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Monday, October 15, 2018

5 Easy Ways to Retell Stories

I remember when I first became a teacher we had Objectives instead of Standards. One of our Objectives read: "The student will retell a story." We don't have a standard that says that, so is retelling still important?
First, we must look at exactly what retelling is. Retelling is an accounting of a story's key points told in sequence. A retelling usually includes characters, settings, problems, and solution or the main idea of the text.
Does that mean it is important or not? YES, it is important! Often retelling is the first question asked when we are checking for understanding, "Can you tell me what happened?" Retelling allows a child to monitor their understanding. By retelling a story, a child has shown evidence of comprehension.

There are many ways to provide retelling experiences for your kids. Here are a few of our favorites.
Cup Stacking
Cup stacking is a fun way to sequence the characters or the settings in the story. Invite the children to use the book to sequence the characters and place the cups in a line. Then, as the child retells the story, they stack one cup on top of the other.
We then let our kids make this easy retelling strip so they would have one to take home to retell their parents.
Story Necklaces
Necklaces are another great way to sequence characters, settings, or events from a story. Invite the children to cut out the animals and punch a hole in each one. Next, use the book to place the animal in order and lay them in a line. As the child retells the story, they lace the animals, separated by pasta, onto a piece of  yarn. Tie the ends together and wear the story necklace!!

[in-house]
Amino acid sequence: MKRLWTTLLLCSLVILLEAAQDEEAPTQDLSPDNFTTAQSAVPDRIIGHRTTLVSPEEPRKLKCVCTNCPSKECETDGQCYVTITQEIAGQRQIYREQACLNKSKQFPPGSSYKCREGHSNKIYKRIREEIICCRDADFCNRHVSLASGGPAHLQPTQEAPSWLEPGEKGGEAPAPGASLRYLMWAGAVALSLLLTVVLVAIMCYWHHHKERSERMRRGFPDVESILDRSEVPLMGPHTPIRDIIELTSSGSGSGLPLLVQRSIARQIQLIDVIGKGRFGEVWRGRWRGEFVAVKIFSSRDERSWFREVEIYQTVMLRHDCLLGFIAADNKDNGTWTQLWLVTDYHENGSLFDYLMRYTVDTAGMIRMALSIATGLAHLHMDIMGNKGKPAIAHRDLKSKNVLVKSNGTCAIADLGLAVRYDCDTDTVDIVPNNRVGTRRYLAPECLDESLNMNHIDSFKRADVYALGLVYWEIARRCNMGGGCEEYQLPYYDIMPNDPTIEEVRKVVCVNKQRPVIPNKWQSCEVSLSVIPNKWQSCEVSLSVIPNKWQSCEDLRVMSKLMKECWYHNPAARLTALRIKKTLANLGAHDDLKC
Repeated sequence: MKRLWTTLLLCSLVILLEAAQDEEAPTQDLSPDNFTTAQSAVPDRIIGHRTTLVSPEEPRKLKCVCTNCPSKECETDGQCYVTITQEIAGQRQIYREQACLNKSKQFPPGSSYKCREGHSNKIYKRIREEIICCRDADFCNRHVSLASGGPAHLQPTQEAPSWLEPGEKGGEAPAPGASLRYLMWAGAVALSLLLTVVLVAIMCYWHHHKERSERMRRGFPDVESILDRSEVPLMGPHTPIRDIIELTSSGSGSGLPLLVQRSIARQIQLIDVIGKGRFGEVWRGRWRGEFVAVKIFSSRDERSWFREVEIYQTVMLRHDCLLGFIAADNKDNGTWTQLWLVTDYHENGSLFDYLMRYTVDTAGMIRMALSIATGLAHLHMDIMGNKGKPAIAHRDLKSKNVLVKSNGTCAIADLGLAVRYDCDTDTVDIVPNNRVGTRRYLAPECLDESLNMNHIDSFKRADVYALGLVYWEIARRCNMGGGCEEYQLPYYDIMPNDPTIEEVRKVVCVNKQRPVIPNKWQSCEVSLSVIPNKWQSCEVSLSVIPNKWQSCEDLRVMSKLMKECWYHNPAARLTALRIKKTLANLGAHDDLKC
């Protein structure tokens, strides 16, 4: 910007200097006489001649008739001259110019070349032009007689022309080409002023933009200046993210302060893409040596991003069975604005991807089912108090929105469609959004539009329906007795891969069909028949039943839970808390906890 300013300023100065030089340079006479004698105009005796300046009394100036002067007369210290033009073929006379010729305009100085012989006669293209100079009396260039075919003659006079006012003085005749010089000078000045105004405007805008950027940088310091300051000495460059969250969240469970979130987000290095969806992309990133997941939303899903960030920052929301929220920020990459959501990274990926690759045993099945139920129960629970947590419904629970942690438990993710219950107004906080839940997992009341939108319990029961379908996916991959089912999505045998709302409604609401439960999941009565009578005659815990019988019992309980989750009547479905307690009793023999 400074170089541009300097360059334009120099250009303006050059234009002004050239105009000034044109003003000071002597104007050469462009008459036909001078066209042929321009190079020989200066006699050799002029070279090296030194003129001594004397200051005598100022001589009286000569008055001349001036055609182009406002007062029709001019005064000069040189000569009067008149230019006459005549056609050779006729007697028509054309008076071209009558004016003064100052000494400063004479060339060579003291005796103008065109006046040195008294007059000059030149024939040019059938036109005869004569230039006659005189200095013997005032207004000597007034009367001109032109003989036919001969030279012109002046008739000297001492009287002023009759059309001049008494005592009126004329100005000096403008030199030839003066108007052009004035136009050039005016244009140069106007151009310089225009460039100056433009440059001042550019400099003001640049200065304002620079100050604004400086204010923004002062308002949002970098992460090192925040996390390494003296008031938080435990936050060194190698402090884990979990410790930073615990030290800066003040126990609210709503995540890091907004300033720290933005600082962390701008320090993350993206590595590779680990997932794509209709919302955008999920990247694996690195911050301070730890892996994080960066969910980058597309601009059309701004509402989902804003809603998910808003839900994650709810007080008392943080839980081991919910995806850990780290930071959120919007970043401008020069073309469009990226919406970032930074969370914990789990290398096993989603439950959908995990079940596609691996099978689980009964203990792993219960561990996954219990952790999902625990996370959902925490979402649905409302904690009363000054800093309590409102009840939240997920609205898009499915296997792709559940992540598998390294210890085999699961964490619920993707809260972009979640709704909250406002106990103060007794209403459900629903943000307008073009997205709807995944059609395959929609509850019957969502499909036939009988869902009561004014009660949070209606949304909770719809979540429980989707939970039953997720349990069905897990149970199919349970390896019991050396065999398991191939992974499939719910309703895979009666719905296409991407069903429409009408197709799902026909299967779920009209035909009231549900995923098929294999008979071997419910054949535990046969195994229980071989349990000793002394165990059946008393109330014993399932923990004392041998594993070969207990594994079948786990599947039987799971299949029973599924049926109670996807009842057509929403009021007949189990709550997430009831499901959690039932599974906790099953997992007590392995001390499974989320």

Paper Bag Stories
Paper bags provide an amazing retelling tool because they provide the kids with a place to store the pieces when they aren't in use.  For this story, "There Was an Old Monster", we glued a monster picture to the front of a large paper bag and cut a slit for the mouth. After I read the story, we sequenced the characters into the pocket chart. Next, we retold the story as we fed the monster each character.
Then, the kids made their own retelling prop using a lunch sized paper sack. After making the retelling props, we add them to our bag of books for repeated retelling during read to self and read to others. After a few weeks, we take them home.
To retell Ten Timid Ghosts, we used a paper bag to make a haunted house. The children add the characters to the bag as they retell the story.
We also used a paper bag in "Bear Snores On". We used the large bag to create a cave and used paint to add some details. After reading the story, we once again sequenced the characters into the pocket chart, always referring back to the text. Then, as we retold the story, we added the animals to the cave.
The kids each made their own caves using the lunch sized bags.
Retelling Headbands
Retelling headbands provide a great way to keep parents informed with the things that we are doing at school. How many times do kids bring their book-bags back to school with EVERYTHING you sent home still INSIDE? Did the parents check? By wearing the headbands home, the parents SEE it and ask, "What is that on your head?". Now the kids have the opportunity to retell the story again!